This was the earnings week of Lightspeed POS (TSX:LSPD)(NYSE:LSPD), and the stock didn’t disappoint its investors. It soared past $100, made a new 52-week high of $104.98, and then corrected to $93, as short-term traders cashed out some profits on strong earnings. What did the earnings reveal that sent the stock up 26% in a week?
Lightspeed reports its strongest quarter in three years
Lightspeed is a high-growth tech stock that focuses on revenue growth instead of profit. The company provides omnichannel point-of-sale (POS) solutions to small- and mid-sized (SMB) specialty retailers and hospitality services. Its strategy is to consolidate the fragmented retailers and restaurants worldwide under a global Lightspeed platform.
The company has been growing its quarterly revenue at an average annual rate of 55% in the last two years. This revenue growth has driven the stock fivefold since its IPO in March 2019. If you’d invested $1,000 in Lightspeed IPO, you would now have around $5,000. Does the stock have more room to grow?
In the fiscal third quarter, Lightspeed reported its highest year over year (YoY) revenue growth of 79% in three years, driven by acquisitions and organic elements. It integrated ShopKeep and Upserve that added US$8.3 billion in revenue, thereby increasing the combined company’s revenue to US$57.6 million.
Three key takeaways from Lightspeed earnings
In the third quarter, Lightspeed saw a three-pronged growth in revenue, even when the second wave of the pandemic reinstated lockdowns.
Lightspeed’s consumer base was the hardest hit by the lockdown. Hence, the brick-and-mortar store traffic moved to online stores, and Lightspeed saw its retail e-commerce transactions double. Moreover, it saw a fourfold increase in the uptake of Lightspeed Payments, from which it earns a 2.6% commission on the gross transaction volume (GTV).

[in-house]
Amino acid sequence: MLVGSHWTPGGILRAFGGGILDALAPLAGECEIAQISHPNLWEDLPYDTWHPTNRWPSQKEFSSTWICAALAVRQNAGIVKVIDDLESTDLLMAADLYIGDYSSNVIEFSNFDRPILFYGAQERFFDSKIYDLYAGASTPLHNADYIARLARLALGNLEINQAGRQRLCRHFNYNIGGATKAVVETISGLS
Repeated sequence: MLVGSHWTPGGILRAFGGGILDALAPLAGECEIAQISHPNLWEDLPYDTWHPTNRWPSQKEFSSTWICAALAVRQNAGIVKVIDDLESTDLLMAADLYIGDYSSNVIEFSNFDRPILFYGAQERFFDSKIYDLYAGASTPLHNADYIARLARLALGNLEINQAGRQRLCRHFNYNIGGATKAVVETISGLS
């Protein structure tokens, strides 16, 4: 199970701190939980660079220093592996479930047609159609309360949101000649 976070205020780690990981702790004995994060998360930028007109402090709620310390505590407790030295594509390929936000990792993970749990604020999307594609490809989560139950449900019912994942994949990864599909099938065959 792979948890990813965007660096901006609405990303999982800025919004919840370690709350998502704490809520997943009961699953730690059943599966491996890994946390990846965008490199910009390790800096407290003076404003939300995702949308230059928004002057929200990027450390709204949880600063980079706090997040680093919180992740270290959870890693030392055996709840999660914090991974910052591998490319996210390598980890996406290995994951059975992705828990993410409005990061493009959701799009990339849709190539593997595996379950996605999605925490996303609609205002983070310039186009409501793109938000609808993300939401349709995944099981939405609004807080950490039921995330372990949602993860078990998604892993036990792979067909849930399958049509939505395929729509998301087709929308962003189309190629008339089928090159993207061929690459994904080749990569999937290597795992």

At present, less than 10% of the platform’s GTV happens using Lightspeed Payments. The company will expand its Payments offering beyond North America and integrate it in ShopKeep and Upserve in 2021. This will drive its average revenue per transaction (ARPU), which will accelerate its revenue growth and mitigate its revenue decline.
The lockdown in North America and Europe was not a good sign for the hospitality sector. Here, Lightspeed saw a high churn rate, a 19% decline in GTV, and a reduced number of new customers. The acquisition of Upserve and Shopkeep has increased Lightspeed’s exposure to hospitality. The company now earns 46% of its revenue from hospitality.
But there is a silver lining. Lightspeed’s Australian operations saw a significant recovery as the pandemic eased there. Its hospitality GTV rose double digits. As the pandemic eases, the company could see a recovery in hospitality GTV in other regions of the world. At that point, its high exposure to the restaurant industry will become a growth driver than a growth stopper.
Even though the fourth quarter is seasonally weak for Lightspeed in terms of transactions, it has guided a 90% YoY revenue growth to US$70 million, beating the consensus estimate of US$65 million. In an interview with Motley Fool Canada, Lightspeed CEO Dax Dasilva stated that this growth will come from the growing adoption of Lightspeed Payments, growing customer base, and the resulting GTV.
The post COVID economy could work both ways for Lightspeed. At present, the government fiscal stimulus for SMBs and individuals is keeping the specialty retailers and restaurants afloat. When the stimulus package ends, SMBs could be the first to take a hit. This will lead to a high churn rate.
While there is the risk of SMB failures, there is an opportunity for growing digitization of SMBs and pent-up demand, as it saw in Australia. When the economy reopens, people will go out for dining and return to shopping in stores. And Lightspeed being the platform of choice will benefit from high GTV.
Should you buy Lightspeed stock?
Lightspeed stock is currently trading at 70 times its sales per share. The stock could see some correction and fall to $85-$86 as the Santa Clause rally fades and retail GTV slows. That is a good buy point for the stock, as it could grow further when the second wave of pandemic eases and the hospitality sector recovers.
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Fool contributor Puja Tayal has no position in any of the stocks mentioned. The Motley Fool owns shares of Lightspeed POS Inc.